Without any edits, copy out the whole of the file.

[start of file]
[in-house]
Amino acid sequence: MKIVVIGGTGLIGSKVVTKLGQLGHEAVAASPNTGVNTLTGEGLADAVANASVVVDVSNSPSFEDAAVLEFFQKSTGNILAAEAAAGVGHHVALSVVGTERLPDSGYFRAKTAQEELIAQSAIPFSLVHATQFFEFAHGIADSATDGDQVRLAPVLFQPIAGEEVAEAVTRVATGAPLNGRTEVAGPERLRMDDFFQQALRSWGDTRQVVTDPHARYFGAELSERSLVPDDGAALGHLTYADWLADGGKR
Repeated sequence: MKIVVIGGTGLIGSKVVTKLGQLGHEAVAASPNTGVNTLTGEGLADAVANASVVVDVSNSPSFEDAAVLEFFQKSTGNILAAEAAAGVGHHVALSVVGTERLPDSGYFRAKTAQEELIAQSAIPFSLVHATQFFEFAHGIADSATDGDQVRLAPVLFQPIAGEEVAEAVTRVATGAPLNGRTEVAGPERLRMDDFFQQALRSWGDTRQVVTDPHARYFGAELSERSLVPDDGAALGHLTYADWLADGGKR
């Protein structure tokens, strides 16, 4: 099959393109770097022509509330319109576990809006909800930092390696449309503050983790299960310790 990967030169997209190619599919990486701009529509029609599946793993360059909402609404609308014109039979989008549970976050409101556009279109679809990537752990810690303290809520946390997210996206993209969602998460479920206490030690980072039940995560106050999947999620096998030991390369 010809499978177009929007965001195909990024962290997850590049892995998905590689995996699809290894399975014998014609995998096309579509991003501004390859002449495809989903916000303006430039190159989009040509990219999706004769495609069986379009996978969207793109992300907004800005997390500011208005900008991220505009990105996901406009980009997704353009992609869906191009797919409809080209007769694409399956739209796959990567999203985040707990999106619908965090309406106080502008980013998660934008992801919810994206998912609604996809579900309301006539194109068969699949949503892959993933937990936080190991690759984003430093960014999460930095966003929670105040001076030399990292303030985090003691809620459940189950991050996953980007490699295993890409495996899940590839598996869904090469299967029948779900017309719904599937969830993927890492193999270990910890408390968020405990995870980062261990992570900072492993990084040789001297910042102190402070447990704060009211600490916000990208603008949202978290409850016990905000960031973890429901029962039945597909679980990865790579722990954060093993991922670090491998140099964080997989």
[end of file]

[in-house]
Amino acid sequence: MKIVVIGGTGLIGSKVVTKLGQLGHEAVAASPNTGVNTLTGEGLADAVANASVVVDVSNSPSFEDAAVLEFFQKSTGNILAAEAAAGVGHHVALSVVGTERLPDSGYFRAKTAQEELIAQSAIPFSLVHATQFFEFAHGIADSATDGDQVRLAPVLFQPIAGEEVAEAVTRVATGAPLNGRTEVAGPERLRMDDFFQQALRSWGDTRQVVTDPHARYFGAELSERSLVPDDGAALGHLTYADWLADGGKR
Repeated sequence: MKIVVIGGTGLIGSKVVTKLGQLGHEAVAASPNTGVNTLTGEGLADAVANASVVVDVSNSPSFEDAAVLEFFQKSTGNILAAEAAAGVGHHVALSVVGTERLPDSGYFRAKTAQEELIAQSAIPFSLVHATQFFEFAHGIADSATDGDQVRLAPVLFQPIAGEEVAEAVTRVATGAPLNGRTEVAGPERLRMDDFFQQALRSWGDTRQVVTDPHARYFGAELSERSLVPDDGAALGHLTYADWLADGGKR
């Protein structure tokens, strides 16, 4: 099959393109770097022509509330319109576990809006909800930092390696449309503050983790299960310790 990967030169997209190619599919990486701009529509029609599946793993360059909402609404609308014109039979989008549970976050409101556009279109679809990537752990810690303290809520946390997210996206993209969602998460479920206490030690980072039940995560106050999947999620096998030991390369 010809499978177009929007965001195909990024962290997850590049892995998905590689995996699809290894399975014998014609995998096309579509991003501004390859002449495809989903916000303006430039190159989009040509990219999706004769495609069986379009996978969207793109992300907004800005997390500011208005900008991220505009990105996901406009980009997704353009992609869906191009797919409809080209007769694409399956739209796959990567999203985040707990999106619908965090309406106080502008980013998660934008992801919810994206998912609604996809579900309301006539194109068969699949949503892959993933937990936080190991690759984003430093960014999460930095966003929670105040001076030399990292303030985090003691809620459940189950991050996953980007490699295993890409495996899940590839598996869904090469299967029948779900017309719904599937969830993927890492193999270990910890408390968020405990995870980062261990992570900072492993990084040789001297910042102190402070447990704060009211600490916000990208603008949202978290409850016990905000960031973890429901029962039945597909679980990865790579722990954060093993991922670090491998140099964080997989």